First Author: S.Parreira PORTUGAL
Co Author(s): D. Lopes S. Barros N. Marques F. Freitas N. Campos
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Central retinal artery occlusion (CRAO) is an infrequent and severe ocular disease with poor prognosis. Bilateral involvement is rare. This case report a patient with bilateral CRAO probably caused by paradoxical embolism through a patent foramen ovale (PFO).
Department of Ophthalmology, Hospital Garcia de Orta EPE, Almada, Portugal
A 71-year-old woman presented at the emergency room with complaints of sudden painless vision loss in the both eyes, 8 hours before recourse. She referred having headache the day before. Past medical history included systemic hypertension, hypercholesterolemia and breast cancer with mastectomy. Best corrected visual acuity was light perception in OU. Fundoscopy disclosed CRAO in OU with a cherry-red spot observed in the macula. During our observation the patient suffered severe bradycardia and loss of consciousness. Systemic workup was completed by internal medicine and a cardiologist.
Complete blood count, erythrocyte-sedimentation rate, serum C-reactive protein, coagulation factors, autoimmune markers, serology, electrocardiogram and carotid Doppler ultrasonography were completely normal. Brain MRI and MRA revealed recent vascular lesions in several vascular territories probably caused by an embolus. Transoesophageal echocardiography revealed an atrial septal aneurism (ASA) and a right to left shunt through a PFO. The patient started antiplatelet medication but there was no improvement in visual acuity.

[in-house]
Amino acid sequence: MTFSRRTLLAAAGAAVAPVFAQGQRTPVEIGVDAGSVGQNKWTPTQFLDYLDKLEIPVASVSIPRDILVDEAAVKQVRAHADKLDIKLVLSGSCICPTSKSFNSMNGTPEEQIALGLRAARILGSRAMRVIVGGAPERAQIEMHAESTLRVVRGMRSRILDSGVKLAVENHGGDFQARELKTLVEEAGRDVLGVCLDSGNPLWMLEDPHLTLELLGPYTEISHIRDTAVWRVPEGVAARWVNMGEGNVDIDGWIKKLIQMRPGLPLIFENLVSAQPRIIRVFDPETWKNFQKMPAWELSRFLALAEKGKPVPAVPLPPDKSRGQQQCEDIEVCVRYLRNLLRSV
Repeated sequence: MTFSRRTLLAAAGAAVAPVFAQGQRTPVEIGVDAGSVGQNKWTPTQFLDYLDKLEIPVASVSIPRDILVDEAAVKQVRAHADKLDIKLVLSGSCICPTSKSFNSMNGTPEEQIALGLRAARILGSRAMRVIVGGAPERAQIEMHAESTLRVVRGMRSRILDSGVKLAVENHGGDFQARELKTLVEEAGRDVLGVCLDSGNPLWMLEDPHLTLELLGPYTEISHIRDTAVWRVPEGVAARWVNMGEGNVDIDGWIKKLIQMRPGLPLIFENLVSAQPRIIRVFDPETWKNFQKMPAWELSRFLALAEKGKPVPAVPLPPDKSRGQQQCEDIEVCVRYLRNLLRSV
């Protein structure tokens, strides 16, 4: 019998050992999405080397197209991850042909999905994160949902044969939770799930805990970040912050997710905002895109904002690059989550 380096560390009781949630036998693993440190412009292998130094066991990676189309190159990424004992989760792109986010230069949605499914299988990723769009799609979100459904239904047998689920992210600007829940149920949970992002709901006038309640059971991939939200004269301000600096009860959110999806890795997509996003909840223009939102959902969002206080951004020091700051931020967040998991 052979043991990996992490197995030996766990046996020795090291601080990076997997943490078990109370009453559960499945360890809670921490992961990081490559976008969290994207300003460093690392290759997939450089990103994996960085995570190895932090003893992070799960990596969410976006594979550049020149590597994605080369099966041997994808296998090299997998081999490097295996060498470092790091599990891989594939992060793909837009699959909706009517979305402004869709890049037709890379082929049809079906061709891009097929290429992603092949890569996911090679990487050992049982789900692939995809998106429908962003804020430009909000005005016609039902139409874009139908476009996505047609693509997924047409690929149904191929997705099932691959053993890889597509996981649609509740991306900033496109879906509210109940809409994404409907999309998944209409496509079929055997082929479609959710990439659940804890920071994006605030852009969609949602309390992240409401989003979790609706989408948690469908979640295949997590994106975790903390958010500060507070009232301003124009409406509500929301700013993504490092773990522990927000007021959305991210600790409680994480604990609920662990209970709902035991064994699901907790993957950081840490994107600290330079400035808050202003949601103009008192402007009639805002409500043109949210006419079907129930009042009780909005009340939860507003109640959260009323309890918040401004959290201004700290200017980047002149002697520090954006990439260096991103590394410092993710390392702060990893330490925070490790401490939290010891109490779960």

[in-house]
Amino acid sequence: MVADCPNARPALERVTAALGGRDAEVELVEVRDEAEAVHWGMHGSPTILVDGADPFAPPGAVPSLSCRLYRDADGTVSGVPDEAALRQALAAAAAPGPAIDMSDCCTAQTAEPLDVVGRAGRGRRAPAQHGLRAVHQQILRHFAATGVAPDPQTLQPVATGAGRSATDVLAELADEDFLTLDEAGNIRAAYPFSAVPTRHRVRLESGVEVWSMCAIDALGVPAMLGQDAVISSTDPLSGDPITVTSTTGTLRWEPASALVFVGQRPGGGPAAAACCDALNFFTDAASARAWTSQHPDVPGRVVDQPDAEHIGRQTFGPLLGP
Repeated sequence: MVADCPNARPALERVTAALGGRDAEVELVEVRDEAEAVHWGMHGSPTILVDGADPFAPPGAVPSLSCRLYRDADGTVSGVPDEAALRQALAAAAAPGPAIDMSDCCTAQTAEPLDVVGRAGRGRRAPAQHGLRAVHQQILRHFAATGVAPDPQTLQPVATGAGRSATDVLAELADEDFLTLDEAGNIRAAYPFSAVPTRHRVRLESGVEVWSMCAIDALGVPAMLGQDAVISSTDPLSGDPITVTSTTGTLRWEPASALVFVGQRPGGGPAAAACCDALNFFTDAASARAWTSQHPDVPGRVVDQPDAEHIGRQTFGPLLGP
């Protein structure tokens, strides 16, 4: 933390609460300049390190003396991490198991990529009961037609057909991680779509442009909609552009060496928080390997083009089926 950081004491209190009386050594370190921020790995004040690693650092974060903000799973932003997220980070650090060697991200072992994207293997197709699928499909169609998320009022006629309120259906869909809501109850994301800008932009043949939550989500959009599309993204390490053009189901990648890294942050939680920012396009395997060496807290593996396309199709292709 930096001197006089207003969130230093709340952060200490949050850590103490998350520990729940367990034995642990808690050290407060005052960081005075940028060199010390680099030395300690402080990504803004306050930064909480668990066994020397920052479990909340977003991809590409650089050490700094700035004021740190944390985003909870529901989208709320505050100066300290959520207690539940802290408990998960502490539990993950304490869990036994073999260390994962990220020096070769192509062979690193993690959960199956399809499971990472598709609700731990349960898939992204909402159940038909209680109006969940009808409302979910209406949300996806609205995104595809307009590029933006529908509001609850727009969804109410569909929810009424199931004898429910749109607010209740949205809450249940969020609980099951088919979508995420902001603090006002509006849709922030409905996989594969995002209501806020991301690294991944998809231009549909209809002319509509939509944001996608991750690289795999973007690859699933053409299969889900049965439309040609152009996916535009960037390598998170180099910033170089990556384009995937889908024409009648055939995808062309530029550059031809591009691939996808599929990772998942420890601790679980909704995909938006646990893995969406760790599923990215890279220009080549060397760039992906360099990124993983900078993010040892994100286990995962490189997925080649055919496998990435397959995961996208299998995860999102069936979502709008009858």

An ASA is an infrequent finding in adult patients and in the majority of cases it is associated with other cardiac abnormalities such as PFO. PFO can be considered a normal variant, but it should be taken into account as a possible cause of recurrent or bilateral CRAO in patients who have no causative factors.